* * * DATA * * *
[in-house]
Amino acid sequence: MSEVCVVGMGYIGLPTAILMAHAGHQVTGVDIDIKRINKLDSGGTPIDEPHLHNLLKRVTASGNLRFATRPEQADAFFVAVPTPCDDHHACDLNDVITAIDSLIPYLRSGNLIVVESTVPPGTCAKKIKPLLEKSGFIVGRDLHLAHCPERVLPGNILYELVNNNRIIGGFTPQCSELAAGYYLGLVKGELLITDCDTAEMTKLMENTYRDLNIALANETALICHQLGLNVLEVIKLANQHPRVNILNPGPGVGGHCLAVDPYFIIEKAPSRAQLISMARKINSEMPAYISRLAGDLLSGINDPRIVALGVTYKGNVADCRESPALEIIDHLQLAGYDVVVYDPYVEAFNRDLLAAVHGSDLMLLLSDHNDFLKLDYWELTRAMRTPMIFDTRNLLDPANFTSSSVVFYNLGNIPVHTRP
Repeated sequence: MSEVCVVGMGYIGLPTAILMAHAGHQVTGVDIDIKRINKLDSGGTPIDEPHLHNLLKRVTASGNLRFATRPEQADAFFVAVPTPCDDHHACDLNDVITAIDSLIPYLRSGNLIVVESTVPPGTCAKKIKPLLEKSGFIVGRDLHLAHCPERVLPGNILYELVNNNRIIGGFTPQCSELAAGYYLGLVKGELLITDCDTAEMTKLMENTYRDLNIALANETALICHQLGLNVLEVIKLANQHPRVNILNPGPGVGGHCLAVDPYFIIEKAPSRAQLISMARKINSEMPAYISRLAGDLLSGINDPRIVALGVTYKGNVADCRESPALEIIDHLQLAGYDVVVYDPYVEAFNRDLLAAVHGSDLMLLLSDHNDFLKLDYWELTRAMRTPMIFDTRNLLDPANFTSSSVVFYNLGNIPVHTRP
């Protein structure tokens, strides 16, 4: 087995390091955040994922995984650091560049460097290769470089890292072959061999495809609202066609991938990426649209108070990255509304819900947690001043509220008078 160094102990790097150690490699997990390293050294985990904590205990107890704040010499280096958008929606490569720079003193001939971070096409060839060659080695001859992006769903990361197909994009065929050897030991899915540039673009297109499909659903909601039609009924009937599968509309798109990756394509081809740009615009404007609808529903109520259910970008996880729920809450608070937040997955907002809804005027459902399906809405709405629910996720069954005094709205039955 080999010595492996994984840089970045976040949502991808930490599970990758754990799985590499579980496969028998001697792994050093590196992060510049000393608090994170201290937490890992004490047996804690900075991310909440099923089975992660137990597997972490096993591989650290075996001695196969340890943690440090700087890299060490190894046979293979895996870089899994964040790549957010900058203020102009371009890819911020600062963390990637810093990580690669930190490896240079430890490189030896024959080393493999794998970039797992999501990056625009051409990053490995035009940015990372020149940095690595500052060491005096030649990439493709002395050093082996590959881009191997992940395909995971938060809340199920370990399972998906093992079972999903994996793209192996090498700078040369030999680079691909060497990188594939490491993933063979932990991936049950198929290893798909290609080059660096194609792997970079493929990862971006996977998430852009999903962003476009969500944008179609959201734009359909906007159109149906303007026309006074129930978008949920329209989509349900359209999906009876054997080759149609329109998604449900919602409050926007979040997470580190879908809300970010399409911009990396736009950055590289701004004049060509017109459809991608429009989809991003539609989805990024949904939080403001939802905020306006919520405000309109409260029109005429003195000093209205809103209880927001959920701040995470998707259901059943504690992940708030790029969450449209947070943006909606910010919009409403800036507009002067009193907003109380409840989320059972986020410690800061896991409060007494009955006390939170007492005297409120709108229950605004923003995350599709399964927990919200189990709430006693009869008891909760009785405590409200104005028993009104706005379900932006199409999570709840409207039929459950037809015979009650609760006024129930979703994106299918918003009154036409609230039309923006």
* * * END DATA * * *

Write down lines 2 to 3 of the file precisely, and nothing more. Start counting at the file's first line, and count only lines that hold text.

Amino acid sequence: MSEVCVVGMGYIGLPTAILMAHAGHQVTGVDIDIKRINKLDSGGTPIDEPHLHNLLKRVTASGNLRFATRPEQADAFFVAVPTPCDDHHACDLNDVITAIDSLIPYLRSGNLIVVESTVPPGTCAKKIKPLLEKSGFIVGRDLHLAHCPERVLPGNILYELVNNNRIIGGFTPQCSELAAGYYLGLVKGELLITDCDTAEMTKLMENTYRDLNIALANETALICHQLGLNVLEVIKLANQHPRVNILNPGPGVGGHCLAVDPYFIIEKAPSRAQLISMARKINSEMPAYISRLAGDLLSGINDPRIVALGVTYKGNVADCRESPALEIIDHLQLAGYDVVVYDPYVEAFNRDLLAAVHGSDLMLLLSDHNDFLKLDYWELTRAMRTPMIFDTRNLLDPANFTSSSVVFYNLGNIPVHTRP
Repeated sequence: MSEVCVVGMGYIGLPTAILMAHAGHQVTGVDIDIKRINKLDSGGTPIDEPHLHNLLKRVTASGNLRFATRPEQADAFFVAVPTPCDDHHACDLNDVITAIDSLIPYLRSGNLIVVESTVPPGTCAKKIKPLLEKSGFIVGRDLHLAHCPERVLPGNILYELVNNNRIIGGFTPQCSELAAGYYLGLVKGELLITDCDTAEMTKLMENTYRDLNIALANETALICHQLGLNVLEVIKLANQHPRVNILNPGPGVGGHCLAVDPYFIIEKAPSRAQLISMARKINSEMPAYISRLAGDLLSGINDPRIVALGVTYKGNVADCRESPALEIIDHLQLAGYDVVVYDPYVEAFNRDLLAAVHGSDLMLLLSDHNDFLKLDYWELTRAMRTPMIFDTRNLLDPANFTSSSVVFYNLGNIPVHTRP